[0045] For the exemplary embodiments of FIGS. 1 through 6, the inventors have discovered that the profile for the outermost inspection surface 108 sufficiently matches the shape of the inner surface of most tires along the shoulder zone when radius R (FIG. 5) is in the range of 50 mm to 75 mm. This allows sensor device 100 to be used over a wide variety of tire shapes and sizes. More particularly, this profile allows the placement of sensors 116 in close proximity to inner surface 52 so that tire 50 can be properly inspected by a single rotation of tire 50 past sensor device 100.

[0046] In one exemplary embodiment, the inventors have determined that when radius R is about 74 mm, the profile of the outermost inspection surface 108 conforms to a

commensurate inner surface shape of approximately 85 percent of commercially available heavy truck /commercial truck tire profiles. In another exemplary embodiment, the inventors have determined that when radius R is about 52 mm, the profile of the outermost inspection surface 108 conforms to commensurate inner surface shape of other commercially available heavy truck /commercial truck tire profiles. Accordingly, sensor device 100 can be provided with multiple bodies 102 each having a different radius of curvature that can be substituted for one another depending upon which best matches the profile of the tire being inspected. As previously indicated, where sensor device 100 is being used to inspect other locations of tire 50 than sidewall portions 60 or 62, different shapes for body 102 and/or outermost inspection surface 108 may be used. For example, a U-shape or L-shape for body 102 and/or outermost inspection surface 108 may be used for inspecting bead portions 82 and 84.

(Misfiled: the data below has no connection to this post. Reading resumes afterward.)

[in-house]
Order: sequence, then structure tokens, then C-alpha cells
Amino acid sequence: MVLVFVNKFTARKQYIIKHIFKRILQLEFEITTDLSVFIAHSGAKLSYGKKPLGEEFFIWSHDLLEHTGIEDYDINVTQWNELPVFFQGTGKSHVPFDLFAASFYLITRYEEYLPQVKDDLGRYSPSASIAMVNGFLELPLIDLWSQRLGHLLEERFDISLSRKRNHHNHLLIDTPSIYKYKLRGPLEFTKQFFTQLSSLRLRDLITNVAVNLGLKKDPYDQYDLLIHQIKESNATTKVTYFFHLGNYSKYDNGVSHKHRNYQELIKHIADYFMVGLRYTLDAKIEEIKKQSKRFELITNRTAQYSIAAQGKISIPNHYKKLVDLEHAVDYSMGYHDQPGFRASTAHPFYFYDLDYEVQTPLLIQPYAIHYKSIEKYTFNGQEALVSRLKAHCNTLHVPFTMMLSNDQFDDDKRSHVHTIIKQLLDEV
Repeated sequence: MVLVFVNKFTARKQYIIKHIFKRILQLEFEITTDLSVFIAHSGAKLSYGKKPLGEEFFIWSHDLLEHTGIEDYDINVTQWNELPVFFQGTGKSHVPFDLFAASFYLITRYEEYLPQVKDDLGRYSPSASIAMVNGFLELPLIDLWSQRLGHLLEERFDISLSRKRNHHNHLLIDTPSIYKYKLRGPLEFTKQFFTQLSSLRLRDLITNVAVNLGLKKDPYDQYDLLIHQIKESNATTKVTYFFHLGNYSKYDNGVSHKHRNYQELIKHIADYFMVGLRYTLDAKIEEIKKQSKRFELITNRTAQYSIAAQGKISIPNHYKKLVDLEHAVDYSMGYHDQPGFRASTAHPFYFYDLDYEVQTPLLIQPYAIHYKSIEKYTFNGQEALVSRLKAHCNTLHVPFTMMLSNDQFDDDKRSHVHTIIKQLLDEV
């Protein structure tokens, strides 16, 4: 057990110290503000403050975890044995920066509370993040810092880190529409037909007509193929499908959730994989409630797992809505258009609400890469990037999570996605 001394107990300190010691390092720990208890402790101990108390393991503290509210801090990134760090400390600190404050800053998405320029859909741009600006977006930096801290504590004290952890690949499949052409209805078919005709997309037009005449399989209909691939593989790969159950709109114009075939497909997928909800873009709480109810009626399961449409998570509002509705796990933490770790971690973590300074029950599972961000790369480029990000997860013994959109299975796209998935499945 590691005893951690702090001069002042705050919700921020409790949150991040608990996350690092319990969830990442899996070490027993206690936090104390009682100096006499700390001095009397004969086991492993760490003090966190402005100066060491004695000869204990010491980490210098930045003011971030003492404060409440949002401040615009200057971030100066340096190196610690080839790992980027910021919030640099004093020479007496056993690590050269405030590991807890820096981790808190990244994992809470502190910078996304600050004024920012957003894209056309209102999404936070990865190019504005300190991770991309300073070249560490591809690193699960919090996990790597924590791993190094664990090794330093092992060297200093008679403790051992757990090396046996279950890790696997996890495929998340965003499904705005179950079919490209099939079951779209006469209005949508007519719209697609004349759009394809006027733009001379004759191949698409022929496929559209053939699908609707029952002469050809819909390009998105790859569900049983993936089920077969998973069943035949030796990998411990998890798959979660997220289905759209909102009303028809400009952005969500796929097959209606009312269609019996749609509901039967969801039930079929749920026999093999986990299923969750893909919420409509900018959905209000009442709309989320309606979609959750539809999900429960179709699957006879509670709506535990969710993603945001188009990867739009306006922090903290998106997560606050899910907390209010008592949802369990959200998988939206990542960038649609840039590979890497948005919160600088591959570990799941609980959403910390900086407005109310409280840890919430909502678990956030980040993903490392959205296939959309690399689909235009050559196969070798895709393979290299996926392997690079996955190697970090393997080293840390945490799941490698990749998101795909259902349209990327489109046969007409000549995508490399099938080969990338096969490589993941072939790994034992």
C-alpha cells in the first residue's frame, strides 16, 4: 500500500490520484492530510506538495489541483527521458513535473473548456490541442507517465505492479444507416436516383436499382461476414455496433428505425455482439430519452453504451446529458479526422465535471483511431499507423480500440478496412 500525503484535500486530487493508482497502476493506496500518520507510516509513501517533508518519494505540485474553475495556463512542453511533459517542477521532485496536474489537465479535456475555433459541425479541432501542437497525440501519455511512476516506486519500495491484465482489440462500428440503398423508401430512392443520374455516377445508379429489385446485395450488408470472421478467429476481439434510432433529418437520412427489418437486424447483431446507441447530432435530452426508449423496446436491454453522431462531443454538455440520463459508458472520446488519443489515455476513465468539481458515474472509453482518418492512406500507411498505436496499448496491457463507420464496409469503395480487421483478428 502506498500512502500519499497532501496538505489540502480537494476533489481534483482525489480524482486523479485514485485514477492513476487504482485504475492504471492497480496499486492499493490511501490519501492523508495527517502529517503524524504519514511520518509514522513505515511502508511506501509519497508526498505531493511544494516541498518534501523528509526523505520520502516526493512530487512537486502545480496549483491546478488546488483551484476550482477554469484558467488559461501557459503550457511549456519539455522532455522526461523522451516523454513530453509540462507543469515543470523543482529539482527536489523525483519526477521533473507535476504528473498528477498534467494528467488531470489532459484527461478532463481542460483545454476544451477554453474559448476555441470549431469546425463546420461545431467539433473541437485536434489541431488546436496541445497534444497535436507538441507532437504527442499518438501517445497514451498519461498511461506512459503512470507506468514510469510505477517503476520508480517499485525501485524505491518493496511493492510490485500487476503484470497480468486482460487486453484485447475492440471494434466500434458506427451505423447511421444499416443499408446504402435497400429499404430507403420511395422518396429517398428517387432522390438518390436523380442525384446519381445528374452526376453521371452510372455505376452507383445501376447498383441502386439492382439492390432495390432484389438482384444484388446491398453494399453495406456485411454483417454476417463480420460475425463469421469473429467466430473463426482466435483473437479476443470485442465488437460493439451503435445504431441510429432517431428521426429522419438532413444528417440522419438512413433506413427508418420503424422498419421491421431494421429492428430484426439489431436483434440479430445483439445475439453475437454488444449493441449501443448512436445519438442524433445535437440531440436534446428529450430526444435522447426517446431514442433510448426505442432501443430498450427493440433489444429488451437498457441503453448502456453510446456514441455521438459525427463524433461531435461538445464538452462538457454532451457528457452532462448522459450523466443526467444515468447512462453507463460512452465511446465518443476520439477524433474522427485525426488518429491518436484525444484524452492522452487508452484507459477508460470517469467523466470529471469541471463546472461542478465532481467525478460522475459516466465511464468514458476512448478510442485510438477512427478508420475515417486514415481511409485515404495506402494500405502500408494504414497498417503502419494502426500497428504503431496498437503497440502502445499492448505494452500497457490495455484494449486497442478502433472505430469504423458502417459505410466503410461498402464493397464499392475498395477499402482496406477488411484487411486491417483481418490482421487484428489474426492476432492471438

[0047] As shown in FIG. 4, when sensors 1 16 are Hall Effect sensors, device 100 can be equipped with a permanent magnet 128 in order to create fields of magnetic flux used in detecting breaks in ferrous reinforcements. As shown, body 102 defines a compartment 130 into which magnet 128 is received. For this exemplary embodiment, magnet 128 is oriented with a longitudinal axis LA that is parallel to a line T that is tangent to outermost detection surface 108 at the centerline C/L of device 100. This orientation ensures a specific field of magnetic flux is created relative to the plurality of sensors 1 16. More than one magnet and/or magnet type may be used as well.